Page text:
RICHMOND — When the emissions police began to expand mandates for catalytic converters on cars, much of the reaction was more cataclysmic than catalytic. But California's statistics consistently showed diminishing smog and better breathing, and toxic emissions from cars became an accepted target.

When MADD and SADD started their campaigns to stop drunks from driving, parents and students hoped — but were not particularly optimistic — that attention would be paid. Drunks still cause accidents, but the term "designated driver" now resonates with millions. It's part of the vocabulary of young drivers who may still drink too much but who often make the effort to have one friend who can safely get them home.

When Kitty Dukakis and others set up national non-smoking days, they knew that many who managed to give up cigarettes for the day probably stayed up until a minute after midnight to feed their addiction and get started again. But No Smoke days were noticed. The cancer link put the pressure on, and industries produced patches because lo! Smoking was addictive — no news to everyone who had repeatedly given it up.

The crowning blows on inhaling nicotine were probably when the health police stepped in sharply, telling employers that smoking employees cost them more, that second-hand smoke was harmful. People began to enjoy ordering dinner in a smoke-free room. It took us a long time, but millions learned.

Still, we're not a quick study on things we need to change or things we cherish. We back off, put off, stall. Thus, in the aftermath of yet another assault-rifle killing, it unfortunately is the right time to talk about guns, not just build memorials of flowers and candles.

So many people, unofficial and official, say our gun violence tragedies are perpetrated by a mentally ill person, and we have to do more to treat them and more to restrict their purchase of guns. But aside from the Air Force totally messing up with recording the latest shooter's mental state, and the Newtown killer's mother buying her troubled son guns, it's hard to tell whether a gun customer is sick in the head or may become so next week or next year.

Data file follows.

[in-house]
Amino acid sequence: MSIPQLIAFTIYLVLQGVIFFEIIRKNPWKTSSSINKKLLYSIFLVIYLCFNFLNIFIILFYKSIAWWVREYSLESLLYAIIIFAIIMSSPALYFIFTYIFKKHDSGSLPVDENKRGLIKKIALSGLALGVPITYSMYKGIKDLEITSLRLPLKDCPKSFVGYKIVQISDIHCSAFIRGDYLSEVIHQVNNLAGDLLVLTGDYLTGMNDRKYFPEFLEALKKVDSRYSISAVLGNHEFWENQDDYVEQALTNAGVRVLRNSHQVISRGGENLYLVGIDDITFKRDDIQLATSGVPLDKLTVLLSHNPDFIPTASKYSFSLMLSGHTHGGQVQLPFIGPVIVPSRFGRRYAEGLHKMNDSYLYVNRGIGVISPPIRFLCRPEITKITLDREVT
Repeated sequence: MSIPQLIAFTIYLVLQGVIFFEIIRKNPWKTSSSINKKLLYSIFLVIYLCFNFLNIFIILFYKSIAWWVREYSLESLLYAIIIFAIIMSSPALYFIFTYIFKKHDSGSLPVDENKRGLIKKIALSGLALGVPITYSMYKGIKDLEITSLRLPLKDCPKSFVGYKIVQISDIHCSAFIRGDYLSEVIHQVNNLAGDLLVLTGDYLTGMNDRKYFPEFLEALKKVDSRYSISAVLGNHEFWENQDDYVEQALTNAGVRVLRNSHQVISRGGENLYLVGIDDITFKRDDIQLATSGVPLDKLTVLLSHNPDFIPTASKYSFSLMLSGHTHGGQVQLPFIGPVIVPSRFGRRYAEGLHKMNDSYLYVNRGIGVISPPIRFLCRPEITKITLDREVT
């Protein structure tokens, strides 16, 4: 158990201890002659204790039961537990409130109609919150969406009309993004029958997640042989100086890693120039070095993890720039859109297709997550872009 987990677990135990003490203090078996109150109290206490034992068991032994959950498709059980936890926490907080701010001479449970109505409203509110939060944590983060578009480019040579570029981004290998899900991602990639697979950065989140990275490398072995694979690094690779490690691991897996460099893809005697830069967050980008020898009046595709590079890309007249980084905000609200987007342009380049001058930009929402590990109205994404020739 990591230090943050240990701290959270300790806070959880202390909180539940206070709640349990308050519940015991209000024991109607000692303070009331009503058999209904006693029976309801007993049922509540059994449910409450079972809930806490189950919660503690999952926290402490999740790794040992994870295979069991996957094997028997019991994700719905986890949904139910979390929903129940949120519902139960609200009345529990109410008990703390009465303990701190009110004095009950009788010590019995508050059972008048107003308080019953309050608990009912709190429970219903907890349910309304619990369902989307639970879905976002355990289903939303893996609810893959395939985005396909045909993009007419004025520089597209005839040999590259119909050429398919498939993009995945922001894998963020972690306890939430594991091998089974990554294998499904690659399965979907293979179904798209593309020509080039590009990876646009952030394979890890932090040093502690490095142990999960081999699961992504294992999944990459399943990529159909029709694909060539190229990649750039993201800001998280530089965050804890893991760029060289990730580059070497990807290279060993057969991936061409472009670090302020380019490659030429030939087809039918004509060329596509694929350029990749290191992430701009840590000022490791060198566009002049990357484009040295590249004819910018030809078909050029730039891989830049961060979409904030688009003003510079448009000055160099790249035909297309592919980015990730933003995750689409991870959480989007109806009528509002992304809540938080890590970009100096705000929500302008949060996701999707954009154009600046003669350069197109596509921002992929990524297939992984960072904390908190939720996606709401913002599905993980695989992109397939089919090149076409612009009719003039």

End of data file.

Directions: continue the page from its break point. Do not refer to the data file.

It doesn't work to blame the shooter for not taking his pills or not being diagnosed. Anyone who sprays bullets into an innocent group is certainly insane at the moment. But if all states had rules like Massachusetts, they might see a drop in their gun deaths by murder, accident and suicide. The commonwealth's laws are not perfect, but most assault weapons are banned for civilians, and in 2015, with 213 deaths or a rate of 3.13 per 100,000, the state had the lowest gun death rate in the country. Now Massachusetts has given police chiefs discretion on rifle or shotgun permits to an applicant who seems "unsuitable." The state is on a good track.

Our learning curve on pollution, alcohol and nicotine rose slowly. On the question of guns, talk is stalled because the National Rifle Association is running the show. While the Brady Campaign and, in Massachusetts, groups like Stop Handgun Violence have made progress, the extreme views survive. Both sides need to pause and talk seriously.

The Second Amendment never meant that you and I have the freedom to own a weapon that's a threat to family, neighborhood and town. It does grant "the right to bear arms," which certainly was essential in the pre-police, pre-army days when an individual had to nail a coyote before it grabbed the last sheep or protect the family from a band of marauders. In either case, they did a lot of reloading.

Extremists on the Second Amendment issue want total gun freedom. Extremists on the other side want no guns. Both need to realize that most issues are neither black nor white — just gray. So hunters should have guns, whether they hunt for sport or to feed the family or target shoot. People who beat their wives or husbands — even once — should never have any guns. No civilian needs an assault weapon. These ideas are quite logical, as is a possible limit on ammunition purchases.

But what also could continue the education process that might lead to a safer America would be if the hunters — the real sportsmen — were to abandon their membership in the National Rifle Association. They don't need it. With its wealth, the NRA has held Congress — a Congress focused on career paths and campaign funding — hostage for far too long. If Congress is stalling, reasonable gun owners need to speak out. With pollution, with smoking, with drunken driving, it is working for the greater good. If only.

Ruth Bass has never posted the woods where her deer live. Her website is